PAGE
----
The Cardio Benefits of Tap Dance

Tap dance is a great option if you are looking to spice up your cardio workout. Dance, in general, is an enjoyable activity, a form of expression that offers physical benefits. Tap dance, in particular, engages both your mind and your body. Tap dancing is a great way to get your heartbeat up while moving quickly and rhythmically.

Duration and Frequency

To get the cardio benefits of tap dance, you have to do it for a minimum of 30 minutes several times per week. When you master a long routine, you can repeat it several times, and before you know it, you have completed 30 minutes of a cardio workout.

What to Expect in a Tap Class

If you enroll in a tap dance class, you will generally start with a warm up and basic steps. Some teachers will have you moving across the floor in a set sequence. Across the floor exercises are useful because they keep you moving throughout the space as opposed to moving in a small area only. In many tap classes, you generally learn a series of steps that follow each other to form a full-fledged routine.

In a beginning tap class, you will usually start with basic steps. It is important to choose a teacher or a tap dance video that fits your level of ability. You do not want to become frustrated and quit. The right class will challenge you just enough to keep you mentally stimulated, but will also give you a good workout and a sense of accomplishment.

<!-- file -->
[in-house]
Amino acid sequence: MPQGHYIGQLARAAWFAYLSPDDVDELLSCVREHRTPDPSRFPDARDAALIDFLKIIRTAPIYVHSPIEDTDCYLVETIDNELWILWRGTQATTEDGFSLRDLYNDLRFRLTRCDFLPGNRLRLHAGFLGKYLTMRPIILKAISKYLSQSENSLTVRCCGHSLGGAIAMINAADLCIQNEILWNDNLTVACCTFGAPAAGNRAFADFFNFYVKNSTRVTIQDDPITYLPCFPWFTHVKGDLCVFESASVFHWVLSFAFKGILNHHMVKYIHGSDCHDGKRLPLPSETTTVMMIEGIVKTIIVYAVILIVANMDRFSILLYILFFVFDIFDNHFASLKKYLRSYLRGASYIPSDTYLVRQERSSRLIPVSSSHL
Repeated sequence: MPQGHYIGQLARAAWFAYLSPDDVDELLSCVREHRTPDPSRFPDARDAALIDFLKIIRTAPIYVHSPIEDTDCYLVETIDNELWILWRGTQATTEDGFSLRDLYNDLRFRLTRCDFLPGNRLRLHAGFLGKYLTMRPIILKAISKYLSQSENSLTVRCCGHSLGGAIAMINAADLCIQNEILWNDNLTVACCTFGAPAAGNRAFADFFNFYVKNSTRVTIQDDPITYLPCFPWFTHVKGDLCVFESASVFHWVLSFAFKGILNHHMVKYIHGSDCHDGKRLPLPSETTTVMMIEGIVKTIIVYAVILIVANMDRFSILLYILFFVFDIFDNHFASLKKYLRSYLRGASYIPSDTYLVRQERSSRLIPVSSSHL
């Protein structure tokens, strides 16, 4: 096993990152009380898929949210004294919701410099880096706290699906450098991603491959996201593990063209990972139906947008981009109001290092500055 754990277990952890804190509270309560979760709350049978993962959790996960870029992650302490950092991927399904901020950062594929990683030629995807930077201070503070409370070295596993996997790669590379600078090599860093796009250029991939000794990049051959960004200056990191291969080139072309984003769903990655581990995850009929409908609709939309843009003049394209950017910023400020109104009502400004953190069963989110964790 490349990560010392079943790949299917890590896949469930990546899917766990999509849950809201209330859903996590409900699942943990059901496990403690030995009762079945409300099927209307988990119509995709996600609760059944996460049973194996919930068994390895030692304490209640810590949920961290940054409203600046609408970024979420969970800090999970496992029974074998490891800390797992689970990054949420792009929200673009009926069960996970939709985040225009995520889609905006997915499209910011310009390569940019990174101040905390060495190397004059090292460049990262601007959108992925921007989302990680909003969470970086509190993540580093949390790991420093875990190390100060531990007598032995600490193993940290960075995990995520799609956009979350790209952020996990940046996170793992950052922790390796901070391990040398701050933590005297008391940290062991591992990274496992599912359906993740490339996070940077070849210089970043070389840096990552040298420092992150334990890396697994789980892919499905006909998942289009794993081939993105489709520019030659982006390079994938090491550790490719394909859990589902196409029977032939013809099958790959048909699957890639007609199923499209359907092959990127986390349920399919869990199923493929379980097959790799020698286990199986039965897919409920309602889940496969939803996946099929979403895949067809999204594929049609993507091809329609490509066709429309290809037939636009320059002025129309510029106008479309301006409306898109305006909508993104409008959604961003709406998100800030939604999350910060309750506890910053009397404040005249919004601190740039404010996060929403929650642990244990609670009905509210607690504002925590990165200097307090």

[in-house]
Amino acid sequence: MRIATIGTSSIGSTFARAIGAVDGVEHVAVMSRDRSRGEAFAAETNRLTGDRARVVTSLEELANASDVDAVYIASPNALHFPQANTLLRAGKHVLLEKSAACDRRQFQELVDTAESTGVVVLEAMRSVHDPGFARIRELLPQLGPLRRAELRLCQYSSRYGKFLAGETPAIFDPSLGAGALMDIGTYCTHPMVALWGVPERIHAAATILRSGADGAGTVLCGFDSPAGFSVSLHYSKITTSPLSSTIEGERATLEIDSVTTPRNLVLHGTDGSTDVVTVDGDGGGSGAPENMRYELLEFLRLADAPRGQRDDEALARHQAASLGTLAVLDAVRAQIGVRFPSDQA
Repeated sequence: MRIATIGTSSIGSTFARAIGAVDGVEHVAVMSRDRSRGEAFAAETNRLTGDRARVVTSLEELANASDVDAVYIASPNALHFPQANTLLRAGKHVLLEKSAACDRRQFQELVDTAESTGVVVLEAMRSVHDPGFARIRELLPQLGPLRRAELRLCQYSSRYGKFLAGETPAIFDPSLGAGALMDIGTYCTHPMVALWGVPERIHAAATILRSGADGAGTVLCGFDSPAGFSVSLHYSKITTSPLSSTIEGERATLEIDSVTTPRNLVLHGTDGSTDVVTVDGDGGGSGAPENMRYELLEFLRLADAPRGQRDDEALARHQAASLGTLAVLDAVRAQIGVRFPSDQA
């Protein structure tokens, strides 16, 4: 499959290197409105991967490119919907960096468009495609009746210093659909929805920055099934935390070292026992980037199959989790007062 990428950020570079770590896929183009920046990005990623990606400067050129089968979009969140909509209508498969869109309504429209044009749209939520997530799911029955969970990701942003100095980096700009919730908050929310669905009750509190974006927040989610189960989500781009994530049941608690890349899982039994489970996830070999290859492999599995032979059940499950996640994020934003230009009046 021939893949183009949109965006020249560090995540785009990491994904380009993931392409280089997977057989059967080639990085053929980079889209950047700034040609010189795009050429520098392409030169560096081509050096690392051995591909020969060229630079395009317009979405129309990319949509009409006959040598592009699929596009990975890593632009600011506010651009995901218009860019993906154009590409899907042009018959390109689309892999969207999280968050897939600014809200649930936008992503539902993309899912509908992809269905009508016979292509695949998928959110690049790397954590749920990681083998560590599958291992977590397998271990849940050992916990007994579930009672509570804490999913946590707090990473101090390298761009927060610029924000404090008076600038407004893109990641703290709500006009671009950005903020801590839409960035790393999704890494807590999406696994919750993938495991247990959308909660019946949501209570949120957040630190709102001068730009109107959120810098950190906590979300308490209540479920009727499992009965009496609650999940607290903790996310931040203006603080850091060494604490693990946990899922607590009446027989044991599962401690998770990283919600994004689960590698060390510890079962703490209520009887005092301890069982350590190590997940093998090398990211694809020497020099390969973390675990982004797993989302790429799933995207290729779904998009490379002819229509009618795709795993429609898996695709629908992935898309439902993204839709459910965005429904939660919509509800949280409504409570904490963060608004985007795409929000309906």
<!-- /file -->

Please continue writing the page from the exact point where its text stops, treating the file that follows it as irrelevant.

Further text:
As you progress with your tap dance skills, you will incorporate arm movements. This adds to your cardio benefit. The more of your entire body you move, the greater the cardio benefit. In general, though, if you are just starting out, even a 30-minute practice of basic steps could be enough to give you a cardio workout.

Muscular Exertion & Stretching

Tap dancing may look simple. After all, you’re mostly moving your feet and how difficult could that be? Proper performance of tap steps requires precision and accurate timing. Your muscles exert themselves to move to the music with just the right rhythm. After a tap class, you may feel tightness in your calves and hamstrings. Your quads may even feel sore depending on the types of steps you have been practicing.

As with all forms of exercise, be sure to stretch both before and after a tap dance class. Especially with tap, while your mind is very engaged with picking up the steps and stepping to the exact rhythm, you may lose touch with just how much energy your muscles are exerting. Stretching is essential. It will decrease your chances of avoiding future classes due to muscle fatigue or soreness.

Music for Tap

Depending on your tap teacher or the video you are using, tap dance is performed to a wide range of music or no music at all. Big band, jazz, country and hip hop are just some of the possible musical accompaniments for tap dance. If you are interested in greater cardio exertion, choose faster tempo music and longer songs.


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